HMT Rohna

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Troopship, the HMT Rohna.jpeg
Career (UK)
Name: HMT Rohna
Operator: British India Steam Navigation Company
Ordered: 15 March 1941
Builder: Hawthorn Leslie, Hebburn-on-Tyne, England
Yard number: 542
Launched: 24 August 1926
Completed: 5 November 1926
Fate: Sunk by the Luftwaffe in an air attack on 26 November 1943
General characteristics
Tonnage: 8,602 long tons (8,740 t)
Length: 461 ft 4 in (140.61 m)
Beam: 61 ft 8 in (18.80 m)
Draught: 29 ft 9 in (9.07 m)
Propulsion: Twin propeller
2 x 4 Cylinder Quadruple Expansion
5,000 I.H.P.
Speed: 14.3 knots (26.5 km/h)
Capacity: 281 First Class
33 Second Class
100 Third Class
5064 Deck Passengers (reduced later to 3851)
Complement: 200

His Majesty's Troopship Rohna (named after a village in Sonipat, Punjab, in India) was a troop ship carrying U.S. troops that was sunk by an air attack of the Luftwaffe during World War II, on 26 November 1943. The ship sank in the Mediterranean north of Béjaïa, Algeria.[1]


The ship was part of convoy KMF-26 (Annex) travelling east from Oran to the Far East via the Suez Canal. The convoy was attacked by about 30 Heinkel 177 bombers with Henschel Hs 293 guided glide bombs and 6-9 torpedo bombers. Of an estimated 60 glide bombs launched or jettisoned in the attack, Rohna was the only casualty.

Of the 1,138 men lost, 1,015 were American. The attack constitutes the largest loss of U.S. troops at sea in a single incident. A further 35 American troops of the 2,000 originally on board later died of wounds. As well as the troops, five ship officers and 117 ratings (out of 200) died, along with 11 of the 12 gunners on board and one hospital orderly.

The minesweeper USS Pioneer rescued 606 survivors of the sinking.[2]

The details of the loss were revealed slowly over time and were only released in full in 1967 following the introduction of the Freedom of Information Act. However, already by February 1944 the US government had acknowledged that over 1000 soldiers had been lost in the sinking of an unnamed troopship in European waters, though it hinted at the time that a submarine was responsible. By June 1945, the government had provided accurate casualty figures, the ship had been identified by name as Rohna, and the cause of the sinking had been identified as German bombers. This account did not mention the fact that a guided missile was responsible. World War II history of the British-India Steam Navigation Company, Valiant Voyaging by Hilary St George Saunders, published by Faber and Faber in 1948, states "the missile was one of the new glider bombs guided by wireless."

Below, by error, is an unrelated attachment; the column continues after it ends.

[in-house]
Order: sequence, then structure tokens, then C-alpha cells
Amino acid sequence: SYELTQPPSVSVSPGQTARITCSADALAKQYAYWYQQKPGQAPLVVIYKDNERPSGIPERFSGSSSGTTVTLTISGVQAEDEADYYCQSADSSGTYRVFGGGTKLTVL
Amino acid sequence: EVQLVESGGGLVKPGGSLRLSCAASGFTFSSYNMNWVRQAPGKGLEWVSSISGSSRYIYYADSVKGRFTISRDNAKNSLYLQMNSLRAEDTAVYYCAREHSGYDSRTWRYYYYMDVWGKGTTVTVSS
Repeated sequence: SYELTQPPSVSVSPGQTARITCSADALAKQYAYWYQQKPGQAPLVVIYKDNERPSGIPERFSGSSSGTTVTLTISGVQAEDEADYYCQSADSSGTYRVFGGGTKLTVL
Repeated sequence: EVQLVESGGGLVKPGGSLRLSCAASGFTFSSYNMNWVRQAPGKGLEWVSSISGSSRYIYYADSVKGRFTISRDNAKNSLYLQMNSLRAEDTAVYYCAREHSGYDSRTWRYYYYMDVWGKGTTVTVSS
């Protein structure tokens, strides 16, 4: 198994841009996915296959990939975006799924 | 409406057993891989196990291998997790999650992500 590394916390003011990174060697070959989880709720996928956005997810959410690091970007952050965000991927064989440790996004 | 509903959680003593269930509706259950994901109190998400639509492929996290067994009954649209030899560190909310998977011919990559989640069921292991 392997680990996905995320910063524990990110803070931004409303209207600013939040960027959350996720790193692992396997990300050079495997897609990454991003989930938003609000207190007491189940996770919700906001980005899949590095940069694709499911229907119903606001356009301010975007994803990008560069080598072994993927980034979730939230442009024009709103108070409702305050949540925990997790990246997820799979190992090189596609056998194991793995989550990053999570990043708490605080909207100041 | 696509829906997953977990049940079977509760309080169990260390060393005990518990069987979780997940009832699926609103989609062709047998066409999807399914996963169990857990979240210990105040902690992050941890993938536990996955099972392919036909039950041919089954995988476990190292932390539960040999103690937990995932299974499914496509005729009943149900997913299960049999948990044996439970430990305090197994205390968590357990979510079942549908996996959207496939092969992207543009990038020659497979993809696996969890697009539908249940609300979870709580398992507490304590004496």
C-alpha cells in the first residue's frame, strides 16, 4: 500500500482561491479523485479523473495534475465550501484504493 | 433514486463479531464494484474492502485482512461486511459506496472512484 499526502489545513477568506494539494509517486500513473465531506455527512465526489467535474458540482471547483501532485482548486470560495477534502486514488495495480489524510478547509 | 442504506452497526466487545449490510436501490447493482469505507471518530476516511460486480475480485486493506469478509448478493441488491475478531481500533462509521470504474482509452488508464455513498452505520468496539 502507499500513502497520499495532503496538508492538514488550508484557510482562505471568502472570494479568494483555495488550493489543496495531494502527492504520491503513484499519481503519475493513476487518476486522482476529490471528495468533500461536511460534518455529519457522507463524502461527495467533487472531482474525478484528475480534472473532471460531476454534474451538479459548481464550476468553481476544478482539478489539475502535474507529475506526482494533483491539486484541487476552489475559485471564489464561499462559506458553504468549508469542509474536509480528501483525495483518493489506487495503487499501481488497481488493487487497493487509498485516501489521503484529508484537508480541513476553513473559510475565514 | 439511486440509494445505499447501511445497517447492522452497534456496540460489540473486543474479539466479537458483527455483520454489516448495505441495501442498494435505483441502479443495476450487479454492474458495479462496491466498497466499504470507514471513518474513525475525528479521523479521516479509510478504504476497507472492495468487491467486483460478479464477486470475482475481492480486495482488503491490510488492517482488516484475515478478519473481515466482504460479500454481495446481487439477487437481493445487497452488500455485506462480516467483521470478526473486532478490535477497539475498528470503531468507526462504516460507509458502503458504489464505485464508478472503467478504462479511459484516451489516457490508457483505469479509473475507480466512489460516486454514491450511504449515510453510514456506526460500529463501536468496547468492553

The sinking was done with a Henschel Hs 293 radio-controlled glide bomb, launched and controlled by a Heinkel 177 bomber piloted by Hans Dochtermann. HMT Rohna was not the first casualty of a guided missile, however, as the British HMS Egret was sunk on the Bay of Biscay with the loss of 198 men on 27 August the same year by a Henschel Hs 293. On 9 September 1943 the Italian battleship "Roma", sailing towards Sardinia in order to surrender to the Allies following the Italian armistice, was sunk off the island of Asinara by Dornier Do 217K German bombers using guided missiles of the type Ruhrstahl SD 1400, with the loss of 1253 lives. Additional ships sunk by Hs 293 missiles prior to Rohna include HMHS Newfoundland, HMS LST-79, SS James W. Marshall, HMS Rockwood, HMS BYMS-72, HMS Dulverton and MV Marsa.

A memorial to the sinking was unveiled at the Fort Mitchell National Cemetery in Seale, Alabama in 1996.

History Channel programme[edit]

The History Channel broadcast a programme (titled The Rohna Disaster: WWII's Secret Tragedy) on the Rohna sinking as part of their History Undercover series. The programme was based on the 1998 book The Rohna Disaster by James G. Bennett (who lost a brother in the sinking). In the programme it was alleged that the heavy loss of life was due to the incompetence and cowardice of the Rohna's crew and faulty safety procedures and equipment on board. Contemporary reports by British and U.S. survivors contradict these allegations.[3]


  1. ^ Jackson, Carlton (1997). Forgotten tragedy: the sinking of HMT Rohna By Carlton Jackson. Naval Institute Press. ISBN 978-1-55750-402-9. 
  2. ^ Wise, James E.; Scott Baron. Soldiers lost at sea: a chronicle of troopship disasters. Naval Institute Press. ISBN 978-1-59114-966-8. 
  3. ^ "Rohna, ( British India Steam Navigation Co Ltd ), 1926-1943". Retrieved 8 Dec 2010. 

External links[edit]

Coordinates: 37°1′12″N 5°12′6″E / 37.02000°N 5.20167°E / 37.02000; 5.20167